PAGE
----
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Data scientists

Unlocking value from your data estate: the path from data to insight

Dr Philip Knaute Our voice on Data Science, Analytics and Big Data View profile

Could you generate more valuable insights from your asset data? Dr Philip Knaute, our data science lead, discusses the importance of data science combined with deep industry expertise

‘Data is the new oil’ is only the first part of Clive Humby’s famous quote, 1,2 which distils its important message by continuing “It's valuable, but if unrefined it cannot really be used’.

We are living in the data age.  Everything everywhere is becoming connected and data is being generated at an unprecedented rate.  And in recent times, big data – data that due to its sheer quantity requires special hardware to process it – has moved into the spotlight.  But could this endless pursuit of data become a case of quantity over quality - where accessibility, quality and data that is fit for purpose has lost its value?  The real opportunity that many companies are failing to realise, in their pursuit of gathering more and more data, is analysing the data they have already got.  And data gets better the more often it is used.  It needs to get worked with, refined, understood and used, to gain value.  Data can fuel a business and can drive whole industries, but it requires the right environment to fully unleash its power.

Data comes in many different shapes and forms.  In databases as structured data, in the form of filed reports, sensor data, health and safety data, CCTV data, survey data, technical data, customer data and many more.  But most of this data will have been collected over the years for a specific purpose and rarely with the intention of being used for data analytics applications or to power Machine learning and AI solutions.  In fact it is estimated that only 1% of most company’s data is analysed3.  The remaining 99% is hidden away on hard drives, databases or in filing cabinets, forgotten - and rightfully named ‘dark data’ - no one really knows where it is, but it is everywhere.

But imagine if you could harness that data and combine it with new data, creating a representation of what is happening to your assets and put in place mitigation and continuous monitoring to take real time actions before an asset breaks down.  Imagine optimising supply chains based on insight to ensure just in time delivery of parts or even deploying 3D printing of parts for non-critical assets.  And over time with the insight from historical data, combined with the continuous collection of real time data, you can start to build a digital representation of an asset to enable you to enhance and prescribe maintenance techniques.  That’s the real value of data and this is where data science comes in.  Data science combines analytics and business intelligence, visualisation, machine learning and AI to extract insights and value from data.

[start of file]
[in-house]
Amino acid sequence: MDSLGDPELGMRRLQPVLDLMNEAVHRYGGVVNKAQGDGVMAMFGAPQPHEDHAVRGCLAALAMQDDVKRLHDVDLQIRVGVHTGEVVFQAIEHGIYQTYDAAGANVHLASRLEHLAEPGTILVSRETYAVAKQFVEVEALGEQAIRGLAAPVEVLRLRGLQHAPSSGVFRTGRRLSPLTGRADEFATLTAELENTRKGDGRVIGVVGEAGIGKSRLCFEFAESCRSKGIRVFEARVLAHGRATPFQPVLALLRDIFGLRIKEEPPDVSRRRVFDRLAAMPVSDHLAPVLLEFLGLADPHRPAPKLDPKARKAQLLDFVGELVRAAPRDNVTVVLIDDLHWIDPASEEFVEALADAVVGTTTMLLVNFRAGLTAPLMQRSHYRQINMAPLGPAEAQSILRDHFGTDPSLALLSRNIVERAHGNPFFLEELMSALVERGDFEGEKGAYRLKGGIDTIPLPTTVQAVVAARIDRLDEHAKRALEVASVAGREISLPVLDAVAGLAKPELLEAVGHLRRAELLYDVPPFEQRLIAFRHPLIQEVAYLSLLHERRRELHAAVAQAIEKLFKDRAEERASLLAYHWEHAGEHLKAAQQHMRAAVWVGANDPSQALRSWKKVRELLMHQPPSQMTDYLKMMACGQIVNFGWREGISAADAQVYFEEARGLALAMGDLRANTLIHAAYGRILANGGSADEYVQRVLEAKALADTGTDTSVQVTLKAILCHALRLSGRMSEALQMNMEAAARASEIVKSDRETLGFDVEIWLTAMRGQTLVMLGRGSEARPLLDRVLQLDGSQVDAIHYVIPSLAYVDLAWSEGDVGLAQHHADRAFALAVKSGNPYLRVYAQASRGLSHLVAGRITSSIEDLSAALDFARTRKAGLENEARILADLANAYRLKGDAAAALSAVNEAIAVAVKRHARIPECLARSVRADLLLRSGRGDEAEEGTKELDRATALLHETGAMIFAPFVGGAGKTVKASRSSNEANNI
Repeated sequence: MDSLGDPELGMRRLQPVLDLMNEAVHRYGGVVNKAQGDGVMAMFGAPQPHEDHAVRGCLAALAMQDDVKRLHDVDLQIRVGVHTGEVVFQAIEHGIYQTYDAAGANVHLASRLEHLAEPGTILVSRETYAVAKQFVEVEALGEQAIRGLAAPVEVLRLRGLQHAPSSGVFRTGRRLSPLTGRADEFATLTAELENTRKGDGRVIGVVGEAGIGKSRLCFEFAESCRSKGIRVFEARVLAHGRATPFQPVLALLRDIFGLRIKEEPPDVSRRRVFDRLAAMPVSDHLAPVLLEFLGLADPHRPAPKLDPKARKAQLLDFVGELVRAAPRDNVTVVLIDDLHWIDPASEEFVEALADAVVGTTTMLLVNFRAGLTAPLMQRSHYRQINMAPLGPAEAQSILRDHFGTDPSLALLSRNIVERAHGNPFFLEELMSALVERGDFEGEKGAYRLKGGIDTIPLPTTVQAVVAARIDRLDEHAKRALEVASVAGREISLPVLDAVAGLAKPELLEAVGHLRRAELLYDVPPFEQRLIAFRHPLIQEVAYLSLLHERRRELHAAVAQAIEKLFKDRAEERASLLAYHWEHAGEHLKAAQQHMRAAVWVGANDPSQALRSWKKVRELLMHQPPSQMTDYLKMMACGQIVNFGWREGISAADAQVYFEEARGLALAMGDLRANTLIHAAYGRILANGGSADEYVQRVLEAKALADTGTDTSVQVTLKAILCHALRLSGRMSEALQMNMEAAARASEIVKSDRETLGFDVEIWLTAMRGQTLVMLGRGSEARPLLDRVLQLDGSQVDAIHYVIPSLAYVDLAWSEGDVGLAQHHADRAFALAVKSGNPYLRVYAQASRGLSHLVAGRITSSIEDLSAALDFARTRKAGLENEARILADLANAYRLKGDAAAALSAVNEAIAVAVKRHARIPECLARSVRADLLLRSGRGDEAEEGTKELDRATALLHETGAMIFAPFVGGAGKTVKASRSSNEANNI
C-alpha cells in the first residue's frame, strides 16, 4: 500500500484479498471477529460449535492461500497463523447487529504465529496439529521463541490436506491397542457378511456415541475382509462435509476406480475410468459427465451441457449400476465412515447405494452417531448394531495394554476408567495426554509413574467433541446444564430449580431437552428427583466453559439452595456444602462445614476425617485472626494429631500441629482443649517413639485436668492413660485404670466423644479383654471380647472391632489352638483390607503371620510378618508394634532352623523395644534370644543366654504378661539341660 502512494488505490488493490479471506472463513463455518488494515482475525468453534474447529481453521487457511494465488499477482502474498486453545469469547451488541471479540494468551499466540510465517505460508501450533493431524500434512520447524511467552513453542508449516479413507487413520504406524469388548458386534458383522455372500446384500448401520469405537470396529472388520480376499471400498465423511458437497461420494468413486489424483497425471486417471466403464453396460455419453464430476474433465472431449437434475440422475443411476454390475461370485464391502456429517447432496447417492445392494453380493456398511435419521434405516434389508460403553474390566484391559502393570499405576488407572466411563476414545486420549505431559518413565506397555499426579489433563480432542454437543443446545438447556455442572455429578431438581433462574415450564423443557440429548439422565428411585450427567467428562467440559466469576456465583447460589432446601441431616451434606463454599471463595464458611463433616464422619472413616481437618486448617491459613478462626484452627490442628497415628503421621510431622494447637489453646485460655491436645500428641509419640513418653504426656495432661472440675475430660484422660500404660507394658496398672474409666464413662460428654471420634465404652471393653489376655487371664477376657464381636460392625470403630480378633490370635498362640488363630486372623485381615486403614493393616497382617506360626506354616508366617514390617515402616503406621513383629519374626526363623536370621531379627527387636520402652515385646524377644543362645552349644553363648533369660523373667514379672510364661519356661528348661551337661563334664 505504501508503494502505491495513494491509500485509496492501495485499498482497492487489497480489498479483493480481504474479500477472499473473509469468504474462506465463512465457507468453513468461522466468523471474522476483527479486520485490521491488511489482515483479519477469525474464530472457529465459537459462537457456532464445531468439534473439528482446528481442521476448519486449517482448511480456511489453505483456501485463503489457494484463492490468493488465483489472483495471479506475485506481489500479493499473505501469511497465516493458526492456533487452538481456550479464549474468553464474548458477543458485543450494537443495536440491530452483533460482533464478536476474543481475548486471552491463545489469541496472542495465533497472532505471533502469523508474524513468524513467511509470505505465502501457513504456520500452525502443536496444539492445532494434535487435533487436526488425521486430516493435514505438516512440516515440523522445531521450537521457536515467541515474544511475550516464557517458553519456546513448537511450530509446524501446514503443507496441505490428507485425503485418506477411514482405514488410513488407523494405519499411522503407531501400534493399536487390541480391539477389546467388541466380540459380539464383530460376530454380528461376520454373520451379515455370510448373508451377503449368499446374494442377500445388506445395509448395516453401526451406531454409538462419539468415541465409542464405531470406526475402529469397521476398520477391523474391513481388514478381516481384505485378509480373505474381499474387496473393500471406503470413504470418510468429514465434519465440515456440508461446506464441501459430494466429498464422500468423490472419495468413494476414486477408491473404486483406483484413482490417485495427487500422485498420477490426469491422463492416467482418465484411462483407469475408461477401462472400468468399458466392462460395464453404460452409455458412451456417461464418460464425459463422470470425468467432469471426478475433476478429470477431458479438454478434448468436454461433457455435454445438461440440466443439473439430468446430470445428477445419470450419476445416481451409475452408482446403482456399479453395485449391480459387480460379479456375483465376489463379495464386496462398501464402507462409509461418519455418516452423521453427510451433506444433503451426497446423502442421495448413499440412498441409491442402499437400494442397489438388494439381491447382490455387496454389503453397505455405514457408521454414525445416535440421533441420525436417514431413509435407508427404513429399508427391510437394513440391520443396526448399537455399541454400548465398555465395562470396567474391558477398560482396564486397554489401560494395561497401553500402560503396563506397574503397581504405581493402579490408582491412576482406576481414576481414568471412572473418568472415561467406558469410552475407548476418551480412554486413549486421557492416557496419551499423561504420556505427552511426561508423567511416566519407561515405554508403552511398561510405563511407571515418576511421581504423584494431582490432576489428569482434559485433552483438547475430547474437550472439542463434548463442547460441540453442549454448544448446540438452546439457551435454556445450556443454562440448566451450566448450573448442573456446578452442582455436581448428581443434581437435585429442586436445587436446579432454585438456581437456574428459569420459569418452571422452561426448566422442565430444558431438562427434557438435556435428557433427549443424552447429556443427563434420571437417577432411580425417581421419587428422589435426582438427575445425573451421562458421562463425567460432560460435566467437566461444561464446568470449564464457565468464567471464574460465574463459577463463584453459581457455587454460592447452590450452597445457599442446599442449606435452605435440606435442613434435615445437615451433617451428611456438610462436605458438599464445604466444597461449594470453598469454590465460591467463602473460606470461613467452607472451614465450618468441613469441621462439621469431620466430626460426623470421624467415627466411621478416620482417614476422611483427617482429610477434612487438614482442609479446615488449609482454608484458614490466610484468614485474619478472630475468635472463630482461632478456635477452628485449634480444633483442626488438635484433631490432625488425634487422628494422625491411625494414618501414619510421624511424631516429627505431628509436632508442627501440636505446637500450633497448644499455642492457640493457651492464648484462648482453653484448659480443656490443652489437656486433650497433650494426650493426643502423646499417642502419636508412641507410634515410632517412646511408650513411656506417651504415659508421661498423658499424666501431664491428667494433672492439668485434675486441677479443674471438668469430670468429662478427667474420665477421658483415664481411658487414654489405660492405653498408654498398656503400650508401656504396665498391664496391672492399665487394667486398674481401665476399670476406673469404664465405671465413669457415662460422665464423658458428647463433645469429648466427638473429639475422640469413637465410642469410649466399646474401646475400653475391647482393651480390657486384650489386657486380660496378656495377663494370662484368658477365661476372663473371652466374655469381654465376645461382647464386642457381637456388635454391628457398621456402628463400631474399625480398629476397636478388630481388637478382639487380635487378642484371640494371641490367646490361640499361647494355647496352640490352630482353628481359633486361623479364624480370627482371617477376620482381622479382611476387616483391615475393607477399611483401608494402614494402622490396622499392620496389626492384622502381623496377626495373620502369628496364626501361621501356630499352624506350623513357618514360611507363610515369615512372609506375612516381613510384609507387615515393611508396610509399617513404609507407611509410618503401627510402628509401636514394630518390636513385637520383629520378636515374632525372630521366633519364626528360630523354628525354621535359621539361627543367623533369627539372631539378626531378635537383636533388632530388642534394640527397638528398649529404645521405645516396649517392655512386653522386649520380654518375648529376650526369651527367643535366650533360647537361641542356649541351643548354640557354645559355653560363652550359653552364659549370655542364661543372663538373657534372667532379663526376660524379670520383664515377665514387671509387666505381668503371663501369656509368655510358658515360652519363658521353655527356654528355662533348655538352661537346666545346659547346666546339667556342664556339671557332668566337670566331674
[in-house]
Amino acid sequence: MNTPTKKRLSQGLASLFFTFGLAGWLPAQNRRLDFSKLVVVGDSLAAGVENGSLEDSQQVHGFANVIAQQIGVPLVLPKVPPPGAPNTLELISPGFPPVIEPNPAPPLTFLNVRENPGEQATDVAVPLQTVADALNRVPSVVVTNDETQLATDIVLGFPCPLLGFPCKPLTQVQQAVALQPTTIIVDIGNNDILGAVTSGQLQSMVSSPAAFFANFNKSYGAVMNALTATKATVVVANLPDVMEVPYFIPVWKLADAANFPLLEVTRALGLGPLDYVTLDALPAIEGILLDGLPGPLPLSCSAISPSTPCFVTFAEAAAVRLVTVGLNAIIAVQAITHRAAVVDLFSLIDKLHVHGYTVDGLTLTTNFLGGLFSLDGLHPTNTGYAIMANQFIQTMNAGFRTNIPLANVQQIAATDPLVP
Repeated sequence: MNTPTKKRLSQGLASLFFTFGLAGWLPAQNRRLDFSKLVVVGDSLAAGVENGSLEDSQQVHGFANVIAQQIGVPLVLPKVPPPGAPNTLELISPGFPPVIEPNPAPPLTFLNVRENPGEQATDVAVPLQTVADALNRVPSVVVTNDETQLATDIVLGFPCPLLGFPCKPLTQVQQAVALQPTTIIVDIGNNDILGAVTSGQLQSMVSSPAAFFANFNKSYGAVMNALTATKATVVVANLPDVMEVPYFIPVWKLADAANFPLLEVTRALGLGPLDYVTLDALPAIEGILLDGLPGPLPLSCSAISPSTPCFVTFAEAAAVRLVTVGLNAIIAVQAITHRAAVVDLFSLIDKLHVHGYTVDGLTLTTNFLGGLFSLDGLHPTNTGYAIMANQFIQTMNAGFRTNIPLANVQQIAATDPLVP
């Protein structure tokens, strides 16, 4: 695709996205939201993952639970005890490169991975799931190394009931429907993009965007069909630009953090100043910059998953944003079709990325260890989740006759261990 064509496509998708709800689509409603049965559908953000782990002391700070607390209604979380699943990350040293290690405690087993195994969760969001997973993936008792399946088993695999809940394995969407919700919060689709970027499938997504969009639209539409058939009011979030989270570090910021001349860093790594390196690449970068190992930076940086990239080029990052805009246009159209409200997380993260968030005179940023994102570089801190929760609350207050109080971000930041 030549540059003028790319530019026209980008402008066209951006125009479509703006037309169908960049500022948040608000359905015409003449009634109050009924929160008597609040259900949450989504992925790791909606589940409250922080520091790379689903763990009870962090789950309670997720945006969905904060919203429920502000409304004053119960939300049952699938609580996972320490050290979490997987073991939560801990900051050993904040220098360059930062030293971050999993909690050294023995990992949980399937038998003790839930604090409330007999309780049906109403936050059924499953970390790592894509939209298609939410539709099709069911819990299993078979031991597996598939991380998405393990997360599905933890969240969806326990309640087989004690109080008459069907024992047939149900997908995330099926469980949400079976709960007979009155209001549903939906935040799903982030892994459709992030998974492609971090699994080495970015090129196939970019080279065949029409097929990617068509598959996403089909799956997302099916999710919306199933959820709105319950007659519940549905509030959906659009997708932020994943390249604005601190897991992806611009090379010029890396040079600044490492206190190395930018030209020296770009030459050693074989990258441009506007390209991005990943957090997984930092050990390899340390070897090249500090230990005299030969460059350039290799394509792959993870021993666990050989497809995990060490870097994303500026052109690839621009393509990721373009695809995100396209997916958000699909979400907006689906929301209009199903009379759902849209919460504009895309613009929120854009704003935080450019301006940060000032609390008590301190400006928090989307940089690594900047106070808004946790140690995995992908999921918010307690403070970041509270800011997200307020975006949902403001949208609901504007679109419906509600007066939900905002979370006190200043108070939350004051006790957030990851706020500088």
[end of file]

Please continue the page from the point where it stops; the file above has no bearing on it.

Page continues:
But all data science is not the same.  Distinctly at LRQA, our approach to data science and analytics combines our data science expertise with our deep industry experience in marine and shipping, energy and oil and gas to help customers gain more insight than ever before.  We strongly believe that data science is at its most successful when combined with deep subject matter expertise, no matter what the area of application.  That’s why our dedicated team of data science experts works closely with our subject matter experts on all projects.

Because we have over 250 years’ experience of assurance in these industries, we know exactly how your specific assets operate and connect - which means we are better able to identify solutions that solve your challenges.  Add to this our digital capabilities and infrastructure and we can enable a step change in the way your business operates.  Sometimes it’s big IT infrastructure that is the key component for success.  Certainly that’s the case when working with hundreds or thousands of sensors streaming real time data from ships, optimising their fuel consumption for example. Sometimes the key to success is deep subject matter knowledge of gearboxes or converters in wind turbines that enables the pin-pointing of potential performance issues from a data stream in real time.  And sometimes it is the extensive experience of one of our data scientists in text analytics that creates results from historical health and safety data that delivers the ‘ah-ha’ effect at a Board meeting.  But in most cases it is a combination of all three that enables us to deliver high quality digital solutions.

Data science is revolutionising the way business works as much as it is changing society.  But despite some high profile successes of Machine Learning and AI, the race has barely begun.  Much of the existing data still has to be mined and utilised.  Defining a good data strategy now will be the foundation of success in the years to come.


  1. "Data is the new oil. It’s valuable, but if unrefined it cannot really be used. It has to be changed into gas, plastic, chemicals, etc to create a valuable entity that drives profitable activity; so must data be broken down, analyzed for it to have value.” Clive Humby
  2. The analogy has been rightly criticised especially for ignoring the scarcity of oil and the reusability of data. Nevertheless, it is useful to highlight the value of Data and the requirement of refining it.
  3. IDC's Digital Universe Study

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